A former Catholic priest is appealing his conviction for sexually abusing a young boy on trips to Maine in the 1980s.

Ronald Paquin was sentenced last year in York County Superior Court to serve 16 years in prison. Shawn Patrick Ouellette/Staff Photographer

Ronald Paquin, now 77, was found guilty in 2018 of 11 counts of gross sexual misconduct. A York County jury acquitted him of similar charges related to a second boy. A judge sentenced him last year to 20 years in prison with all but 16 years suspended.

Paquin was one of the priests exposed in the early 2000s by a sweeping Boston Globe investigation into clergy sex abuse. He pleaded guilty in 2002 in Massachusetts to repeatedly raping an altar boy between 1989 and 1992, beginning when the victim was 12. He spent more than decade in prison and was defrocked in 2004. Once he was released, he was indicted on criminal charges in Maine, and he was arrested in 2017.

Paquin is now incarcerated at the Maine State Prison in Warren, and he did not attend oral arguments Wednesday at the Maine Supreme Judicial Court hearing in Portland.

His attorney, Rory McNamara, raised multiple issues on appeal, but the justices focused on two during the hearing Wednesday.

McNamara argued first that the trial judge should have required the prosecutor to disclose the victim’s criminal history to the defense attorneys, saying that information was not available to the defense attorneys, but should have been available to the prosecutor through a federal database. The details of the victim’s criminal record were not disclosed during the trial or the appeal hearing.

“Due process will require a new trial in this case if whatever is in those records creates a reasonable probability of a different result,” McNamara said.

The justices questioned whether the defense had actually requested that information during the trial phase and what the impact of a ruling on that matter might be.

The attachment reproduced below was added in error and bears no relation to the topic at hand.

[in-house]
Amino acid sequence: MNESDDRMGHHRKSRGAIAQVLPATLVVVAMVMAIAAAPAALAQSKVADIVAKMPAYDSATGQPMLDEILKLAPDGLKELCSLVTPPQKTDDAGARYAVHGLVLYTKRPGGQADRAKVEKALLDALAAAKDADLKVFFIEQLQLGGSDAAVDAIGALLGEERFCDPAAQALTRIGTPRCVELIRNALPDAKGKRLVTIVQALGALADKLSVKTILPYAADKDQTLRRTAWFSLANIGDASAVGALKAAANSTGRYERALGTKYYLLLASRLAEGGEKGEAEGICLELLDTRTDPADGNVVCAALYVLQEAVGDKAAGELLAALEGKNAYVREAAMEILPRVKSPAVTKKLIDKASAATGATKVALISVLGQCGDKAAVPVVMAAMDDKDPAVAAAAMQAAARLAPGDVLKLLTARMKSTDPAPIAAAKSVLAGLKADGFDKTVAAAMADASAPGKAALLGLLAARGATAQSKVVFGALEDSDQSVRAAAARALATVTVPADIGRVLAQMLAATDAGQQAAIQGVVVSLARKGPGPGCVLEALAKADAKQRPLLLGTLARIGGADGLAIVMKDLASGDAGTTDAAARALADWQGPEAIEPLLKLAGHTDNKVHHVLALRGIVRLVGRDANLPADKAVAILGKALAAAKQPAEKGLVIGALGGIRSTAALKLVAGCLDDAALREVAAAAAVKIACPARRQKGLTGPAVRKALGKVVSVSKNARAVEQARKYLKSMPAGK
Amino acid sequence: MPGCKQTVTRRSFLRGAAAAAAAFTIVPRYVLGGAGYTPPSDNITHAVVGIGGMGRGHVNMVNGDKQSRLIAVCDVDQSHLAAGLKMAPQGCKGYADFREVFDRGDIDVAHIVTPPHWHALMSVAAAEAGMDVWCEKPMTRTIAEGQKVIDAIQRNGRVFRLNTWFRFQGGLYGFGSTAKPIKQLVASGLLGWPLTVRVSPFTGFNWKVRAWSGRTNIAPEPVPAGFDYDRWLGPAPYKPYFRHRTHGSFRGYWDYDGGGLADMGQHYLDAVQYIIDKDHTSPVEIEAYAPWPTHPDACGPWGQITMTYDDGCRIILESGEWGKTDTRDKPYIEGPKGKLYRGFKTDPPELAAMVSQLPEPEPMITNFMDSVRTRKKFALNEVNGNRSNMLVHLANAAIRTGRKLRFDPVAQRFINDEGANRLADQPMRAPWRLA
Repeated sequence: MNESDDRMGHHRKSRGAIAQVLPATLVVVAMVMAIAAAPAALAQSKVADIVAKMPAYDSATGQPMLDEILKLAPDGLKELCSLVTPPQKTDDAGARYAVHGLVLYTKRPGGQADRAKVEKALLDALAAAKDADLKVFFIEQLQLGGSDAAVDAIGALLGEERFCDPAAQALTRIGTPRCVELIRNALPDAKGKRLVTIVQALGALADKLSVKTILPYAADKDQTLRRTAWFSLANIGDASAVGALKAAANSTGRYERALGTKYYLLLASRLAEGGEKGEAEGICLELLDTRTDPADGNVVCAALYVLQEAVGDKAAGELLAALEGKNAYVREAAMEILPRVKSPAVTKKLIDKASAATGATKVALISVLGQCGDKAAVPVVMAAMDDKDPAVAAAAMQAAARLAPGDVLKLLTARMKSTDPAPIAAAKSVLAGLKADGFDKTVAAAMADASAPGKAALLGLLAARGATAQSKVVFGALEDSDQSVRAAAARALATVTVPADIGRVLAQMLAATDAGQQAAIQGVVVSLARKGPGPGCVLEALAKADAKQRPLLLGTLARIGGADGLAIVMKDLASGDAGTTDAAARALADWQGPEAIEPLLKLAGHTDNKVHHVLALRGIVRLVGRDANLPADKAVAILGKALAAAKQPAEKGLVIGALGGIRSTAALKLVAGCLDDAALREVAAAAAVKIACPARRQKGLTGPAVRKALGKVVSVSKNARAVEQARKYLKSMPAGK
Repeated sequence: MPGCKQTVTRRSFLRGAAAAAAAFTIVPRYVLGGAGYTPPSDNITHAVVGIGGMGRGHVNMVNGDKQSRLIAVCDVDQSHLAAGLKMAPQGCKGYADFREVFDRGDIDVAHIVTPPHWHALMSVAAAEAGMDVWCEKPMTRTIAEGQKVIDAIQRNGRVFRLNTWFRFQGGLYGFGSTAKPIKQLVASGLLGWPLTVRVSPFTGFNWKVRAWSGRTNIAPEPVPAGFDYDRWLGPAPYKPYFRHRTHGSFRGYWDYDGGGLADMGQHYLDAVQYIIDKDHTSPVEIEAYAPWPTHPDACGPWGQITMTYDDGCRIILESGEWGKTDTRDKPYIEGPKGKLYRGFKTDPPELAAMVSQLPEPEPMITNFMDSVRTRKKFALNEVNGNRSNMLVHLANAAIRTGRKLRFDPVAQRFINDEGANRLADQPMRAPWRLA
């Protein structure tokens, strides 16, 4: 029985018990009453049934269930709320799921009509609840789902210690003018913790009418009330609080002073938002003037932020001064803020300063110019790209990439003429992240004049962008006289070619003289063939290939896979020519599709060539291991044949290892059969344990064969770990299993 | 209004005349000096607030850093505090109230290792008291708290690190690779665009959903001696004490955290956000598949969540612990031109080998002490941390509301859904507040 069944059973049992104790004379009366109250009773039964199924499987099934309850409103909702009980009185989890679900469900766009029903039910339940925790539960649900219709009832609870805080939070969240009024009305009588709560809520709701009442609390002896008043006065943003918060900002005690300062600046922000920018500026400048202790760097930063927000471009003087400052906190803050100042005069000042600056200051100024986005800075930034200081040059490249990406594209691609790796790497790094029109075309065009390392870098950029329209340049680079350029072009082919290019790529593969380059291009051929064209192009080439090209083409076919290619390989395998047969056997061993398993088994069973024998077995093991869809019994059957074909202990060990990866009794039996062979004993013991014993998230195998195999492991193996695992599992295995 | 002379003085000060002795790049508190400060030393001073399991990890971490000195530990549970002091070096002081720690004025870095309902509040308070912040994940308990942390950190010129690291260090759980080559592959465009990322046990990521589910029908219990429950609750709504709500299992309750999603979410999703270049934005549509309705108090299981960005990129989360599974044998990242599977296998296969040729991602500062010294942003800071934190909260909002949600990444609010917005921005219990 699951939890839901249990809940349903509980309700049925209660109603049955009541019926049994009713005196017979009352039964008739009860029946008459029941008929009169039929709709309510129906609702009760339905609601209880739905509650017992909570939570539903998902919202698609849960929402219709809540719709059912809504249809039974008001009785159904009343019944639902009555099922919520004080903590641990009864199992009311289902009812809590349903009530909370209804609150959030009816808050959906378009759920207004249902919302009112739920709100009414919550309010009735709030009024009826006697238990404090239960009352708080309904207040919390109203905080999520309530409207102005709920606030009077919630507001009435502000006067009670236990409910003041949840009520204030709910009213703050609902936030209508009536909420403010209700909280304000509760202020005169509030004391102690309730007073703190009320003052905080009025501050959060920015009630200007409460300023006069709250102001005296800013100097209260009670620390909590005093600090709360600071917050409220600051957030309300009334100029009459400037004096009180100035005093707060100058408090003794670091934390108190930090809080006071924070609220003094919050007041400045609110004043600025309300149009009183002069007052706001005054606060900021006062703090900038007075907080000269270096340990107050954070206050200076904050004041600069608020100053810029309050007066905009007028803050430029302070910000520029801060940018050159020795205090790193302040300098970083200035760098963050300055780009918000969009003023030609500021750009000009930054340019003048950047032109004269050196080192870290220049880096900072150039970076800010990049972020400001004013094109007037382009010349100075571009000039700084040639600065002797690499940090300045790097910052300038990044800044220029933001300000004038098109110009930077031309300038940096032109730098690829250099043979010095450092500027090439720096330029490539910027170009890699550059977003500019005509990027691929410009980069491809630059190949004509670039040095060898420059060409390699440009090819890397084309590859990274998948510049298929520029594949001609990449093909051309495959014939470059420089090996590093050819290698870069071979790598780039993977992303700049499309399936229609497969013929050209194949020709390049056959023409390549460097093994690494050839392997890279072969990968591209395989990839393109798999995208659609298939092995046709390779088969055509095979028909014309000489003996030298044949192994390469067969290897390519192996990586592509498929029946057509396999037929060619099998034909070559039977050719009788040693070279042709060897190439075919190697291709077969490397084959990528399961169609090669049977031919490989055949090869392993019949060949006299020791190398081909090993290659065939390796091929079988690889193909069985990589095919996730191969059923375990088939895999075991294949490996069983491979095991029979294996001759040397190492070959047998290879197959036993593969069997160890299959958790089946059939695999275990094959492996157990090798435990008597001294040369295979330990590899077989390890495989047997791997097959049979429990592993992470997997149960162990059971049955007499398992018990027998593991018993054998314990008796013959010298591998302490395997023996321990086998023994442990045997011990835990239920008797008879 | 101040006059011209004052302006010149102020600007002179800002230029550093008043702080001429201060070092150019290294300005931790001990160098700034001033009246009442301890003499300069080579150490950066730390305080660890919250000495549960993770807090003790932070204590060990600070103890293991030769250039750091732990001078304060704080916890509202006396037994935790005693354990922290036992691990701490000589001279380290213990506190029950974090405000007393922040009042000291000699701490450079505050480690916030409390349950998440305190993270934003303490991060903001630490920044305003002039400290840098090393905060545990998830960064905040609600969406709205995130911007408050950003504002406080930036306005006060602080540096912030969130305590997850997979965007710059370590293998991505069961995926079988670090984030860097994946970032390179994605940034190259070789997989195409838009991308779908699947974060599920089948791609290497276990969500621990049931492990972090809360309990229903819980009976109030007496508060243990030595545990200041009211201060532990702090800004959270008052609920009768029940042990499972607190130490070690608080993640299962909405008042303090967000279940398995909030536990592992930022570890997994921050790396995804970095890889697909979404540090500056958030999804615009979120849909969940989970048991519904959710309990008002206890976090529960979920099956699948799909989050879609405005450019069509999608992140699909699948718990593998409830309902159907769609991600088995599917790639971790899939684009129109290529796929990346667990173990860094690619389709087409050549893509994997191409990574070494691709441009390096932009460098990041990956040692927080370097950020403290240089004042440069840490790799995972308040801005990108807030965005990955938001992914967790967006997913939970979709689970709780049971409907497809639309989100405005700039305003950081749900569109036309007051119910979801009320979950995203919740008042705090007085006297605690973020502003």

“This would require, in fact, that the prosecutors seek and obtain the criminal history record for every single person who is going to testify in any criminal proceeding,” Chief Justice Leigh Saufley said at one point.

“No,” McNamara replied. “We’re here about the complaining witness in a case where the complaining witness’ testimony is uniquely important.”

McNamara also said the judge should have barred an expert witness from testifying that male victims of sexual abuse often delay disclosure.

York County Deputy District Attorney Justina McGettigan answered questions about the timing of the victim’s disclosure to Maine officials. McGettigan, who was one of the prosecutors at Paquin’s trial, said her office called the expert to explain the decades-long delay between the abuse and the trial. The victim whose allegations resulted in a conviction contacted the Maine Attorney General’s Office in 2011, she said.

“If the victim said, ‘I told my uncle the week after it happened and he just ignored it,’ would this expert’s testimony still be relevant?” Associate Justice Joseph Jabar asked.

“I think it would be, just because of the age of the case,” McGettigan answered.

The justices do not have a timetable to make their decision.

 

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